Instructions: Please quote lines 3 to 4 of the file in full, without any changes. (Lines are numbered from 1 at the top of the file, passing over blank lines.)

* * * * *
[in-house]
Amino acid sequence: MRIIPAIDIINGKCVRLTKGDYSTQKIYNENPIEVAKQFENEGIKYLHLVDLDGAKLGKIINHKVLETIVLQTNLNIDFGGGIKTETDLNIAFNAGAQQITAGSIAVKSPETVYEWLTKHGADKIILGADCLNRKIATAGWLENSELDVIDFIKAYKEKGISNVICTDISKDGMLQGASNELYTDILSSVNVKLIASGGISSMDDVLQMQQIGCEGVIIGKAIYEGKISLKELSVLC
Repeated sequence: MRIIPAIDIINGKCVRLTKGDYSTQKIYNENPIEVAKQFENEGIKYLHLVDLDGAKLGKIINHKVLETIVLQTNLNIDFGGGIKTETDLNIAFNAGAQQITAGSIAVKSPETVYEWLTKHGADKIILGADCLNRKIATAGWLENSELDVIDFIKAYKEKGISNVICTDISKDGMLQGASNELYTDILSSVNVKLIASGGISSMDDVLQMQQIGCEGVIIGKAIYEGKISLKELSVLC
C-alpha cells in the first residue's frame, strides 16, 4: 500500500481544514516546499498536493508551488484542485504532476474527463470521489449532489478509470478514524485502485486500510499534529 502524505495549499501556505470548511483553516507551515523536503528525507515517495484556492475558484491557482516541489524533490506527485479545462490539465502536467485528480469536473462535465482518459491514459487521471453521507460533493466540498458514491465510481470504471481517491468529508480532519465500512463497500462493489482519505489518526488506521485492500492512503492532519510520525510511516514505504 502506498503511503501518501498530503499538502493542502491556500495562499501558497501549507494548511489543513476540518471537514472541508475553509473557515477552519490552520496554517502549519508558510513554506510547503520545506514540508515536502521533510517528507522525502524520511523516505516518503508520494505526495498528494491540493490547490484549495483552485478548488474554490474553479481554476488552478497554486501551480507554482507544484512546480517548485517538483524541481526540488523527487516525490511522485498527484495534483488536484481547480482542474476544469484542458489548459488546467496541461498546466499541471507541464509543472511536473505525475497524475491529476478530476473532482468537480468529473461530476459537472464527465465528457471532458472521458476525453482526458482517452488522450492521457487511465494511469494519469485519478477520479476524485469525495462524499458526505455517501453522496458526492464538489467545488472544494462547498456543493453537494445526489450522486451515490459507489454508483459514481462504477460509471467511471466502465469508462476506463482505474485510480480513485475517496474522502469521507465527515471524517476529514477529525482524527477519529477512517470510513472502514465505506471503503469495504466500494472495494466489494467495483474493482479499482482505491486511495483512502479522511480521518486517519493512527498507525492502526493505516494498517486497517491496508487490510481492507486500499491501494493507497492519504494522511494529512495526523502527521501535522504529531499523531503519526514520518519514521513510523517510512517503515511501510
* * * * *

Repeated sequence: MRIIPAIDIINGKCVRLTKGDYSTQKIYNENPIEVAKQFENEGIKYLHLVDLDGAKLGKIINHKVLETIVLQTNLNIDFGGGIKTETDLNIAFNAGAQQITAGSIAVKSPETVYEWLTKHGADKIILGADCLNRKIATAGWLENSELDVIDFIKAYKEKGISNVICTDISKDGMLQGASNELYTDILSSVNVKLIASGGISSMDDVLQMQQIGCEGVIIGKAIYEGKISLKELSVLC
C-alpha cells in the first residue's frame, strides 16, 4: 500500500481544514516546499498536493508551488484542485504532476474527463470521489449532489478509470478514524485502485486500510499534529 502524505495549499501556505470548511483553516507551515523536503528525507515517495484556492475558484491557482516541489524533490506527485479545462490539465502536467485528480469536473462535465482518459491514459487521471453521507460533493466540498458514491465510481470504471481517491468529508480532519465500512463497500462493489482519505489518526488506521485492500492512503492532519510520525510511516514505504 502506498503511503501518501498530503499538502493542502491556500495562499501558497501549507494548511489543513476540518471537514472541508475553509473557515477552519490552520496554517502549519508558510513554506510547503520545506514540508515536502521533510517528507522525502524520511523516505516518503508520494505526495498528494491540493490547490484549495483552485478548488474554490474553479481554476488552478497554486501551480507554482507544484512546480517548485517538483524541481526540488523527487516525490511522485498527484495534483488536484481547480482542474476544469484542458489548459488546467496541461498546466499541471507541464509543472511536473505525475497524475491529476478530476473532482468537480468529473461530476459537472464527465465528457471532458472521458476525453482526458482517452488522450492521457487511465494511469494519469485519478477520479476524485469525495462524499458526505455517501453522496458526492464538489467545488472544494462547498456543493453537494445526489450522486451515490459507489454508483459514481462504477460509471467511471466502465469508462476506463482505474485510480480513485475517496474522502469521507465527515471524517476529514477529525482524527477519529477512517470510513472502514465505506471503503469495504466500494472495494466489494467495483474493482479499482482505491486511495483512502479522511480521518486517519493512527498507525492502526493505516494498517486497517491496508487490510481492507486500499491501494493507497492519504494522511494529512495526523502527521501535522504529531499523531503519526514520518519514521513510523517510512517503515511501510